Local and national real estate developers are excited by this week’s announcement that the former Brown’s Dairy complex — just uptown of the Pontchartrain Expressway and one block off St. Charles Avenue — is now for sale. According to listing agent Matthew Eaton of Re/Max, this 200,000-square-foot parcel presents the largest infill development opportunity to hit the New Orleans market in recent years.
In a recent speech to the Young Leadership Council, former City Council President Stacy Head told members that they had the ability to change the outcome of public issues by becoming engaged.
“The impact of civic engagement in government absolutely matters,” said Head. “You can’t sit back. Get out and do good.”
As the Louisiana Legislature prepares to pass one of the most restrictive anti-abortion bills in the U.S., many pro-choice women are stunned by how the pendulum has swung to the right after more than 20 years of safe, legal abortions. Though abortion-rights advocates around the country initially dismissed the notion of life beginning with a fetal heartbeat, the concept of third trimester abortions eventually became abhorrent to the majority of voters. Proponents of Louisiana’s legislation have set the stage for a fight that liberals and progressives cannot win.
Sewerage & Water Board Director Ghassan Korban was very clear in his remarks at the Bureau of Governmental Research on Tuesday morning. When it rains as hard and fast as it did early Sunday, May 12, expect flooding. Our antiquated drainage system just can’t keep up.
Like thousands of New Orleanians, we spent Sunday mopping up flood residue and drying out our cars. Guests at the neighboring short-term rentals, caught off-guard, stood in line for our shop vac. Korban was pleased with our collaborative efforts. He believes in personal responsibility and that citizens should help each other. This includes neighbors cleaning catch basins as the front line in protecting their most important assets.
With gun violence always in the spotlight, the New Orleans-based Home Defense Foundation honored Jefferson Parish Sheriff Joseph P. Lopinto III Tuesday night for his commitment to keeping residents and business owners safe. “The Jefferson Parish Sheriff’s Office does not prevent crime; we solve crimes quickly to prevent the next crime,” Lopinto said.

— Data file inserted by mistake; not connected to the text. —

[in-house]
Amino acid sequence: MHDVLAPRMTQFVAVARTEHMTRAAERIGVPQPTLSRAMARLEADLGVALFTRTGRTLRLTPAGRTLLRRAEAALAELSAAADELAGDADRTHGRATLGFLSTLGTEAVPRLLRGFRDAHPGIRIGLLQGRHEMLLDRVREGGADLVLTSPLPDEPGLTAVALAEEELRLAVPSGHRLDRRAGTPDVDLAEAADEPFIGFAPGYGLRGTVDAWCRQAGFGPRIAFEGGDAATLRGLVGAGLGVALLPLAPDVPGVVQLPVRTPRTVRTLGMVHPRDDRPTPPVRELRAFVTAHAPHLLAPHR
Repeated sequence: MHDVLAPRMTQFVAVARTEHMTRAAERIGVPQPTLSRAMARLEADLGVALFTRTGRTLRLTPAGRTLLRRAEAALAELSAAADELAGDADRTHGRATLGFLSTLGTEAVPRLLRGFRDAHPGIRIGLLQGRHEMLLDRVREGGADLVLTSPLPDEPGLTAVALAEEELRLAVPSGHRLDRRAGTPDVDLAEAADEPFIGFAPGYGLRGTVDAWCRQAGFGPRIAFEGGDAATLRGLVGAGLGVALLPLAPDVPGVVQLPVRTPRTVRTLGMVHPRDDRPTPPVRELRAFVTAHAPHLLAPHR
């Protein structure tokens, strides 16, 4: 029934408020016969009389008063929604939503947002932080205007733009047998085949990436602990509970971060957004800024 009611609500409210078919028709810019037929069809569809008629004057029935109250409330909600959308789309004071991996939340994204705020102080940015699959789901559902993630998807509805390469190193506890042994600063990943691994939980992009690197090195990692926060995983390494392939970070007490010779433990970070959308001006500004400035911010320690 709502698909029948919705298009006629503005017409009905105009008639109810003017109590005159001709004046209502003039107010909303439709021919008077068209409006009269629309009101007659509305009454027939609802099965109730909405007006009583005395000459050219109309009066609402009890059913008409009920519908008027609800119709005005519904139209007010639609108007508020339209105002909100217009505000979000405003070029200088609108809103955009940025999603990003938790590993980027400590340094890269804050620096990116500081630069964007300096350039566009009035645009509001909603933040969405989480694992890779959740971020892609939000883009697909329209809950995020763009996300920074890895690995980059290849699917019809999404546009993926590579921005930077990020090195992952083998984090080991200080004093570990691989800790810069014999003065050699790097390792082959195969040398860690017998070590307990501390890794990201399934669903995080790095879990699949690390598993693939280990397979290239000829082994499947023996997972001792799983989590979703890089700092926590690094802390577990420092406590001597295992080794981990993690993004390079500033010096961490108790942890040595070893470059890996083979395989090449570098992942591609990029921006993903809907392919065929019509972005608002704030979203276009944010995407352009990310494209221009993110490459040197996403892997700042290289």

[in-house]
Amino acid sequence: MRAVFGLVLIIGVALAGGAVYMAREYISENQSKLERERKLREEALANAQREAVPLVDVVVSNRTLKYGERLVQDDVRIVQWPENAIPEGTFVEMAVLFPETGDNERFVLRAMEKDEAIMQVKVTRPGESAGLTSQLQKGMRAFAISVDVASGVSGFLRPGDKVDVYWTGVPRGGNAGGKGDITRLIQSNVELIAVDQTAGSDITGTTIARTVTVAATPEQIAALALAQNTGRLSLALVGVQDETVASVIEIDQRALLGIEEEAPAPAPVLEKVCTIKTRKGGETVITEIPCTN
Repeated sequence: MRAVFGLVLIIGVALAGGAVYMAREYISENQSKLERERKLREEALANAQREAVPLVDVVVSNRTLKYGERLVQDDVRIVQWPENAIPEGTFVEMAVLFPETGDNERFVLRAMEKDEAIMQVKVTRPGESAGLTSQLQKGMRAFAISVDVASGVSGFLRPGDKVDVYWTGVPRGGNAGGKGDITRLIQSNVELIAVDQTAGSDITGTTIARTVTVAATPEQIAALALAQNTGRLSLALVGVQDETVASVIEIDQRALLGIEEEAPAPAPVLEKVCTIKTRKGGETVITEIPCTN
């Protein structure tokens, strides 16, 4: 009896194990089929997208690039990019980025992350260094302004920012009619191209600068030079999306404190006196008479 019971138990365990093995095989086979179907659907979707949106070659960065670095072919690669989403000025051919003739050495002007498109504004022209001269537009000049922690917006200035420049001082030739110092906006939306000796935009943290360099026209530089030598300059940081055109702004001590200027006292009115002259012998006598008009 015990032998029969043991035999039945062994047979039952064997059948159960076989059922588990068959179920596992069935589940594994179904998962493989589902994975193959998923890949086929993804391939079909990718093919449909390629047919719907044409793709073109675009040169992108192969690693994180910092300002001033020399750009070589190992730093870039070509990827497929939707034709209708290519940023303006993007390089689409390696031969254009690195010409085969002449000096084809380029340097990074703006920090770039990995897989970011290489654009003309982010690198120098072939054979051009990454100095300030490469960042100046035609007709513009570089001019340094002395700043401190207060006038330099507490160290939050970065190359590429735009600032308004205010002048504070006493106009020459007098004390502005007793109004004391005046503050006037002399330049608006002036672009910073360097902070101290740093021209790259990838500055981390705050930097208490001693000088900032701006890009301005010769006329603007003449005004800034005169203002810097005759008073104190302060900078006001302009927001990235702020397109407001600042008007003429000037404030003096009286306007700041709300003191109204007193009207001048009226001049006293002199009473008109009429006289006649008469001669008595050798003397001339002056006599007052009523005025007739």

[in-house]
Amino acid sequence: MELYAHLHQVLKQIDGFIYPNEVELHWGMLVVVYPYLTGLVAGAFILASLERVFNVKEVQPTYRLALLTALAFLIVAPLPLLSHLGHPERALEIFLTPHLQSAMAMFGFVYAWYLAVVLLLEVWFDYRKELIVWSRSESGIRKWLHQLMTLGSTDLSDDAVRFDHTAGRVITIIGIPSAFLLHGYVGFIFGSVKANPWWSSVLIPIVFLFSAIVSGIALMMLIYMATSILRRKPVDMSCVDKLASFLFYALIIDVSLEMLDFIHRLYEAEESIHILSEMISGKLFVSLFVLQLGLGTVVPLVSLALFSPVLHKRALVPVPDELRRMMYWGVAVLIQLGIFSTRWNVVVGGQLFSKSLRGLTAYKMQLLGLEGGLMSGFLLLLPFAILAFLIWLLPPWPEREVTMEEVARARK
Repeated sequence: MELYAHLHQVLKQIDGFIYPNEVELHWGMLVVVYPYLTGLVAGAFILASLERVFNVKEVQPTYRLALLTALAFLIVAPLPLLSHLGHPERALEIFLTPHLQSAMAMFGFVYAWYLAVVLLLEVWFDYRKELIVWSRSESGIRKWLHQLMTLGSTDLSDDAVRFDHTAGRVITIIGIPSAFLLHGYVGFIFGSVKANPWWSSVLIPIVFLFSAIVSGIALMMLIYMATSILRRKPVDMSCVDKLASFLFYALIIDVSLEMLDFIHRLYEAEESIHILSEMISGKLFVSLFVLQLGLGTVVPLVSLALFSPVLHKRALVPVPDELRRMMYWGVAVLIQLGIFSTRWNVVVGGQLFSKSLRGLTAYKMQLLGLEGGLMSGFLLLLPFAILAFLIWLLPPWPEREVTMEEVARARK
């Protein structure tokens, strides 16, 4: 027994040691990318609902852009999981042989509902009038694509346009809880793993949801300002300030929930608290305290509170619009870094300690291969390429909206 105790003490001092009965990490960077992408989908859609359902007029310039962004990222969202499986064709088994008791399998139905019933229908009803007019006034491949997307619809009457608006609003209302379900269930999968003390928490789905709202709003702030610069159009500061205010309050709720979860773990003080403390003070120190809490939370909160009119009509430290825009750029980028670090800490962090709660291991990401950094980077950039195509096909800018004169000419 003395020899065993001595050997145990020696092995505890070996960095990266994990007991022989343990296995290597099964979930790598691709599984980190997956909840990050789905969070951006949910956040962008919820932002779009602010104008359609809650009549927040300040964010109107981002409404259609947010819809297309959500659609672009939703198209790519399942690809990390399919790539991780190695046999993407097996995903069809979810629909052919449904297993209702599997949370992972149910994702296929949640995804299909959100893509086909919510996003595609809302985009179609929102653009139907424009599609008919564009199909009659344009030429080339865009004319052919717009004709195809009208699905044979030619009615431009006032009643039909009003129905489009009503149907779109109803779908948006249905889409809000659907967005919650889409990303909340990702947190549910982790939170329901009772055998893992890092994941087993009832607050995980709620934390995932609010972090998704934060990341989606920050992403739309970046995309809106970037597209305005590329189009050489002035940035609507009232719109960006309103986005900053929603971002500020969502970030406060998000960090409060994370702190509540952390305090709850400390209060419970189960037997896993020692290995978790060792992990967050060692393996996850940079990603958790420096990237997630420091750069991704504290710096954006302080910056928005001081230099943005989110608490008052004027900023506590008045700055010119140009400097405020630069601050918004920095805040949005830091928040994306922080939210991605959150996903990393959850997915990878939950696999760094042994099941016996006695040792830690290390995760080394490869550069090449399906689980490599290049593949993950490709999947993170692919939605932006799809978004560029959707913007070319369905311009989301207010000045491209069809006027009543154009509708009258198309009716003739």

Lopinto’s office serves over 400,000 residents, more than any other parish in Louisiana, and ranks as the 15th largest sheriff’s jurisdiction in the U.S. “We make sure to solve crimes quickly to prevent retaliation,” he said. One tool that helps Lopinto reach that goal is the JPSO’s in-house crime lab, the only facility of its kind in the region. Though the lab is expensive to operate, it provides immediate results. In just minutes, analysts “put the pieces together” that often lead to a prompt arrest.
The Orleans Parish Democratic Executive Committee will soon be electing two people to join its ranks due to Council District B vacancies created by the deaths of longtime members Felicia Kahn and Rev. Samson (Skip) Alexander. Under OPDEC’s rules, only the remaining twelve members of the District B caucus are eligible to vote. They include Mayor LaToya Cantrell and her husband Jason along with Dana Peterson, husband of State Senator Karen Carter Peterson.
OPDEC is the local arm of the state’s Democratic Party. Its members are usually elected once every four years by a vote of all registered in the council district. One man and one woman will be elected.
By India Yarborough, firstname.lastname@example.org
Loyola Student News Service
New Orleanians will decide the fate Saturday of a city proposal to redistribute parks and recreation funds. And while many city residents might gloss over the plan’s fine print, involved parks and rec organizations say the proposal is an effort to improve the quality of life of New Orleans residents.
“It’s vital, and it’s no fluff,” said Ann Mcdonald, director of the city’s Department of Parks and Parkways.
Saturday, May 4
Municipal General Election
Voters will select “yes” or “no” to the following:
Without really caring who she runs over along the way, Mayor LaToya Cantrell has been plowing through such issues as increasing revenues from traffic cameras and how to fund the city’s long neglected infrastructure. In watching her especially feisty style, I can’t help comparing Cantrell to one of my favorite mentors — former Mayor Dutch Morial.